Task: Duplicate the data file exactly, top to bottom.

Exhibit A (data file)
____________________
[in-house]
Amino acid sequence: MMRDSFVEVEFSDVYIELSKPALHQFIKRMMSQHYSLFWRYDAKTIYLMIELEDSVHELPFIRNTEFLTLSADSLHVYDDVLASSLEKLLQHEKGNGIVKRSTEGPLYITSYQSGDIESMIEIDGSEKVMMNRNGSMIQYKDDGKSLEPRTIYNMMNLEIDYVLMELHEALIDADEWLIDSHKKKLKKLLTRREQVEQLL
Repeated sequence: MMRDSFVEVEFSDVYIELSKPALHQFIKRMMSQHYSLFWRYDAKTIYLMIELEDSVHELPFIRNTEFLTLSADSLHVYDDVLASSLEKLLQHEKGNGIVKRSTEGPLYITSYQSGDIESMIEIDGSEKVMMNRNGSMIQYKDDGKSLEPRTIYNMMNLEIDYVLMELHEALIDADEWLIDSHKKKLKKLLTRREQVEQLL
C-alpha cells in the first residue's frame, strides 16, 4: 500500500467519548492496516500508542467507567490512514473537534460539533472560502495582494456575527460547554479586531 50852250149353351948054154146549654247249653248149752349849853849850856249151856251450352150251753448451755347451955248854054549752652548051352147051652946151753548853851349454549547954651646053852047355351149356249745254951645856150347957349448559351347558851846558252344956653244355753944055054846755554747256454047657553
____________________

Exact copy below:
[in-house]
Amino acid sequence: MMRDSFVEVEFSDVYIELSKPALHQFIKRMMSQHYSLFWRYDAKTIYLMIELEDSVHELPFIRNTEFLTLSADSLHVYDDVLASSLEKLLQHEKGNGIVKRSTEGPLYITSYQSGDIESMIEIDGSEKVMMNRNGSMIQYKDDGKSLEPRTIYNMMNLEIDYVLMELHEALIDADEWLIDSHKKKLKKLLTRREQVEQLL
Repeated sequence: MMRDSFVEVEFSDVYIELSKPALHQFIKRMMSQHYSLFWRYDAKTIYLMIELEDSVHELPFIRNTEFLTLSADSLHVYDDVLASSLEKLLQHEKGNGIVKRSTEGPLYITSYQSGDIESMIEIDGSEKVMMNRNGSMIQYKDDGKSLEPRTIYNMMNLEIDYVLMELHEALIDADEWLIDSHKKKLKKLLTRREQVEQLL
C-alpha cells in the first residue's frame, strides 16, 4: 500500500467519548492496516500508542467507567490512514473537534460539533472560502495582494456575527460547554479586531 50852250149353351948054154146549654247249653248149752349849853849850856249151856251450352150251753448451755347451955248854054549752652548051352147051652946151753548853851349454549547954651646053852047355351149356249745254951645856150347957349448559351347558851846558252344956653244355753944055054846755554747256454047657553